The fuzzy set of “partition.”
Value
1.00
0.75
0.50
0.25
0.00
Operationalization
de jure partition (new state created and recognized)
de facto partition, or autonomous region responsible for external security
autonomy arrangements related to territory
autonomy arrangements related to ethnic group
no autonomy arrangements
First, while most autonomy arrangements are territorially bound there
are alternatives, such as cultural autonomy which is awarded a certain group
in a society without geographic specifications (see e.g. Cornell 2001;
Hannum 1990; Lapidoth 1997). Though not irrelevant in this context,
cultural autonomy clearly warrants a lower membership in the fuzzy set of
“partition” than territorial autonomy. Second, the powers delegated to or
otherwise assumed by the autonomous entity can include anything from the
responsibility for basic social services, language and education, taxation, to
internal (police) and external (military) security and the right or ability to
enter into agreements with other states or international organizations. As a
basis for assessing membership scores in the fuzzy set of “partition,”
responsibility for external security, including control of border crossings, is
more pertinent than responsibility for education. Obviously, full
membership in the set is also based on territoriality and power.
8.6 Fractionalization
As mentioned in chapter 6, one dimension of ethnic structure concerns the
heterogeneity or fractionalization of a country and another concerns the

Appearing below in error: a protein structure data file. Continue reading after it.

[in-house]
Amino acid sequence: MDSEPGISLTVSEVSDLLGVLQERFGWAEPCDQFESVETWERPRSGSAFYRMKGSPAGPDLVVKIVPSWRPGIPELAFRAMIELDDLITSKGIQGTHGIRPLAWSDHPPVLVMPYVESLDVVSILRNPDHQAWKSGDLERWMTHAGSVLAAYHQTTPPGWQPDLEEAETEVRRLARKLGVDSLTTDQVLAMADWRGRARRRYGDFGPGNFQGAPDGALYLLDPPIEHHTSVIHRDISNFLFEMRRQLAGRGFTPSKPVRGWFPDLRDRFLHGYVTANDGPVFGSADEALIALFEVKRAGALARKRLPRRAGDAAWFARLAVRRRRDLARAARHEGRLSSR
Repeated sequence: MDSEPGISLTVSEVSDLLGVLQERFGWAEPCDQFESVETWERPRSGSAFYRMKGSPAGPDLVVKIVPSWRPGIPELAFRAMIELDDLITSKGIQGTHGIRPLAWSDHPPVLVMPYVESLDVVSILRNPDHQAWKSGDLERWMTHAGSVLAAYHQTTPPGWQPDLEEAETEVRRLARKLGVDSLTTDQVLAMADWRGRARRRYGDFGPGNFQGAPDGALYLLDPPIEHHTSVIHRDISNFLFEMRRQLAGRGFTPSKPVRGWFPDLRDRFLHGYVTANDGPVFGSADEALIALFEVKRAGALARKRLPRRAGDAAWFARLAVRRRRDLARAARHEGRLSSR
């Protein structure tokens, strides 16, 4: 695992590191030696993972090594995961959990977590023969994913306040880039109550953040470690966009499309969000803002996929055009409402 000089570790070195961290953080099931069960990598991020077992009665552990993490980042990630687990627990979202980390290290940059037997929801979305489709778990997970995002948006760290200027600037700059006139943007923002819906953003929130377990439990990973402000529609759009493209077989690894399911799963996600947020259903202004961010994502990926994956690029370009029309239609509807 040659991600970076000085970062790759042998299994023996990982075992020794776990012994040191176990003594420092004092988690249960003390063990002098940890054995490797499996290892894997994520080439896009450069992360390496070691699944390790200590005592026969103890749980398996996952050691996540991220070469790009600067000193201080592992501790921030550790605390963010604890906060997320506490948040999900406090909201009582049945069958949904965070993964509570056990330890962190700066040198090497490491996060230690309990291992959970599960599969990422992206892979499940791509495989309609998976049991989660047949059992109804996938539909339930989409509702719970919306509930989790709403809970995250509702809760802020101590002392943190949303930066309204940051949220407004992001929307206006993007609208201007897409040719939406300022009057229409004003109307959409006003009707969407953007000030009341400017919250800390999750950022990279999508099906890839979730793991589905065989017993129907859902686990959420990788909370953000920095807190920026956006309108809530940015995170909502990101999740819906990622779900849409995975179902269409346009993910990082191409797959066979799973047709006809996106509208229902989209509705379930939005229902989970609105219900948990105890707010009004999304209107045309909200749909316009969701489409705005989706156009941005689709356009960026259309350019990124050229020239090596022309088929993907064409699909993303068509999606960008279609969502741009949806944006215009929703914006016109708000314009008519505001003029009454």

geographic distribution of ethnic groups. Fractionalization, operationalized
in the present section, is based only on the number and relative size of ethnic
groups in a country. In the next section, the concept of group concentration,
developed within the framework of the Minorities at Risk (MAR) Project
precisely to enable consideration of ethnic separation or intermixing, is
described and operationalized.
The traditional measure of ethnic fractionalization is calculated as 1
minus the standardized Herfindahl-Hirschman index76 of ethnolinguistic
group shares, and reflects the probability that two random individuals from
the population of a country belong to two different ethnic groups; the higher
the value, the more heterogeneous a country (see Alesina et al. 2003, 156–
158). This formula for calculating ethnic fractionalization is often referred to
as the ELF index (for ethnolinguistic fractionalization). The ELF index has
usually been based on data from the Atlas Narodov Mira, published by the
76
2
ELF  1   in1 s i where s i is the share of group ( i  1,..., n ) .
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State Geological Committee of the Soviet Union in 1964, and reproduced in
Taylor and Hudson (1972; cf. Bridgman 2008; Posner 2004).
However, the traditional measure, most importantly the data from the
Atlas, have been criticized, and alternative measures are continuously being
developed.77 They are different in at least three important and partly related
respects. First, the types of cleavages used to identify various groups differ.